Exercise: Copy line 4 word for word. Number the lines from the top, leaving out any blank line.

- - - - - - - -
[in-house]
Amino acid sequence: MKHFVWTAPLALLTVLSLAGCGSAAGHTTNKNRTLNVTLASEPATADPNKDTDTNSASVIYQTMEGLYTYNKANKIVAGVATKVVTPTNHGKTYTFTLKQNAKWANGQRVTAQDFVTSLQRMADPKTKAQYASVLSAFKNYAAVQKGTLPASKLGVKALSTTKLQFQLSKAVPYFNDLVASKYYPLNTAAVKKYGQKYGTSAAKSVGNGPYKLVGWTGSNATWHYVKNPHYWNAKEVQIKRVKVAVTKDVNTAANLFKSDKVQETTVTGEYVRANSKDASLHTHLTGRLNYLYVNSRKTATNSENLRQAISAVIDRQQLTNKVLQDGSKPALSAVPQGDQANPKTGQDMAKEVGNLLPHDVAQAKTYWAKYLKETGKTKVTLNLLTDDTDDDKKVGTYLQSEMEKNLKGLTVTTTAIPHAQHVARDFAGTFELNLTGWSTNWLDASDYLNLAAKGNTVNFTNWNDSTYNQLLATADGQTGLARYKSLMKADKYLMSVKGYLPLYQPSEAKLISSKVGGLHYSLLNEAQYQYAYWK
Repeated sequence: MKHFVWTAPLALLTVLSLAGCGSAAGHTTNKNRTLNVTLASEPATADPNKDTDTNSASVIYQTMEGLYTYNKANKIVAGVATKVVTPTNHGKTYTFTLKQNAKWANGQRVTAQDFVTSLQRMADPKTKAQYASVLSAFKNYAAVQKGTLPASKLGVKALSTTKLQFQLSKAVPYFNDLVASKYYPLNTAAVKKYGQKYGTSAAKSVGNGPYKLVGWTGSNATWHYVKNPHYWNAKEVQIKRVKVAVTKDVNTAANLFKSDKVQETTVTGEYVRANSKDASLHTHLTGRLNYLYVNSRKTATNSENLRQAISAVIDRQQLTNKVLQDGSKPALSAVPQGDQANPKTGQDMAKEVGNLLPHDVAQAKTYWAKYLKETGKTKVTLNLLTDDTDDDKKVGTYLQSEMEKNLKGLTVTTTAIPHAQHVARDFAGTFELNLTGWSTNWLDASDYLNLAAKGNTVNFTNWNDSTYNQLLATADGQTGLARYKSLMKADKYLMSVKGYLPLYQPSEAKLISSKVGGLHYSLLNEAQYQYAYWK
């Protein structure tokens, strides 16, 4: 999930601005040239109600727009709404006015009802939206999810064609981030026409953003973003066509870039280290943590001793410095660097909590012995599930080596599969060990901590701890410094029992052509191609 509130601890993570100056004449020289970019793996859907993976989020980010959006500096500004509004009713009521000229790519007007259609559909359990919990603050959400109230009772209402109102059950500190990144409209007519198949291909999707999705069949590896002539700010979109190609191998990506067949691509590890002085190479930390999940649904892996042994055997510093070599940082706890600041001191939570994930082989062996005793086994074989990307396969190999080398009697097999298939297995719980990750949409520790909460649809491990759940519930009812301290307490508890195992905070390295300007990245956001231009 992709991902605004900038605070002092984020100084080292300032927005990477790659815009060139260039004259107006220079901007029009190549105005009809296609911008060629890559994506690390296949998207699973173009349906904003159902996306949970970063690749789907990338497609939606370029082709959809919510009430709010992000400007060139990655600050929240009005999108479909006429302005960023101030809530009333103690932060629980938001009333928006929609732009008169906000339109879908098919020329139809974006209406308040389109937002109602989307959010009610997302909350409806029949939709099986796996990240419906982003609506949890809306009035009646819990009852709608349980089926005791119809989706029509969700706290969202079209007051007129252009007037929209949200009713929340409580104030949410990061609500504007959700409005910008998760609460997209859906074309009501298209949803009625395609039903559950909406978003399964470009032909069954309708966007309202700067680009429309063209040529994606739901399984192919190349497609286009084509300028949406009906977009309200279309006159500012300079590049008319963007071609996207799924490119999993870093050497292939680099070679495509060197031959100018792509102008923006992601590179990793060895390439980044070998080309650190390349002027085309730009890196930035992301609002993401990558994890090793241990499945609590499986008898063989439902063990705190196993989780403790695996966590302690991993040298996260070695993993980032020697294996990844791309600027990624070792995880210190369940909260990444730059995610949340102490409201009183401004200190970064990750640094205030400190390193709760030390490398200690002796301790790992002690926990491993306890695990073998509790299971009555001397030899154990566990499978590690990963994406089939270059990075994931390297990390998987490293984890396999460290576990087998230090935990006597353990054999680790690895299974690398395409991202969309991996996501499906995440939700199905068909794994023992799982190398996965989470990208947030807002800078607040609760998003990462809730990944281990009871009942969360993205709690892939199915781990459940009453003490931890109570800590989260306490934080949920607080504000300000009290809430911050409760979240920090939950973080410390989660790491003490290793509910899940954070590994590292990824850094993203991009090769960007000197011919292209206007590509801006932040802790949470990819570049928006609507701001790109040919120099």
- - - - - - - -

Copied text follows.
């Protein structure tokens, strides 16, 4: 999930601005040239109600727009709404006015009802939206999810064609981030026409953003973003066509870039280290943590001793410095660097909590012995599930080596599969060990901590701890410094029992052509191609 509130601890993570100056004449020289970019793996859907993976989020980010959006500096500004509004009713009521000229790519007007259609559909359990919990603050959400109230009772209402109102059950500190990144409209007519198949291909999707999705069949590896002539700010979109190609191998990506067949691509590890002085190479930390999940649904892996042994055997510093070599940082706890600041001191939570994930082989062996005793086994074989990307396969190999080398009697097999298939297995719980990750949409520790909460649809491990759940519930009812301290307490508890195992905070390295300007990245956001231009 992709991902605004900038605070002092984020100084080292300032927005990477790659815009060139260039004259107006220079901007029009190549105005009809296609911008060629890559994506690390296949998207699973173009349906904003159902996306949970970063690749789907990338497609939606370029082709959809919510009430709010992000400007060139990655600050929240009005999108479909006429302005960023101030809530009333103690932060629980938001009333928006929609732009008169906000339109879908098919020329139809974006209406308040389109937002109602989307959010009610997302909350409806029949939709099986796996990240419906982003609506949890809306009035009646819990009852709608349980089926005791119809989706029509969700706290969202079209007051007129252009007037929209949200009713929340409580104030949410990061609500504007959700409005910008998760609460997209859906074309009501298209949803009625395609039903559950909406978003399964470009032909069954309708966007309202700067680009429309063209040529994606739901399984192919190349497609286009084509300028949406009906977009309200279309006159500012300079590049008319963007071609996207799924490119999993870093050497292939680099070679495509060197031959100018792509102008923006992601590179990793060895390439980044070998080309650190390349002027085309730009890196930035992301609002993401990558994890090793241990499945609590499986008898063989439902063990705190196993989780403790695996966590302690991993040298996260070695993993980032020697294996990844791309600027990624070792995880210190369940909260990444730059995610949340102490409201009183401004200190970064990750640094205030400190390193709760030390490398200690002796301790790992002690926990491993306890695990073998509790299971009555001397030899154990566990499978590690990963994406089939270059990075994931390297990390998987490293984890396999460290576990087998230090935990006597353990054999680790690895299974690398395409991202969309991996996501499906995440939700199905068909794994023992799982190398996965989470990208947030807002800078607040609760998003990462809730990944281990009871009942969360993205709690892939199915781990459940009453003490931890109570800590989260306490934080949920607080504000300000009290809430911050409760979240920090939950973080410390989660790491003490290793509910899940954070590994590292990824850094993203991009090769960007000197011919292209206007590509801006932040802790949470990819570049928006609507701001790109040919120099």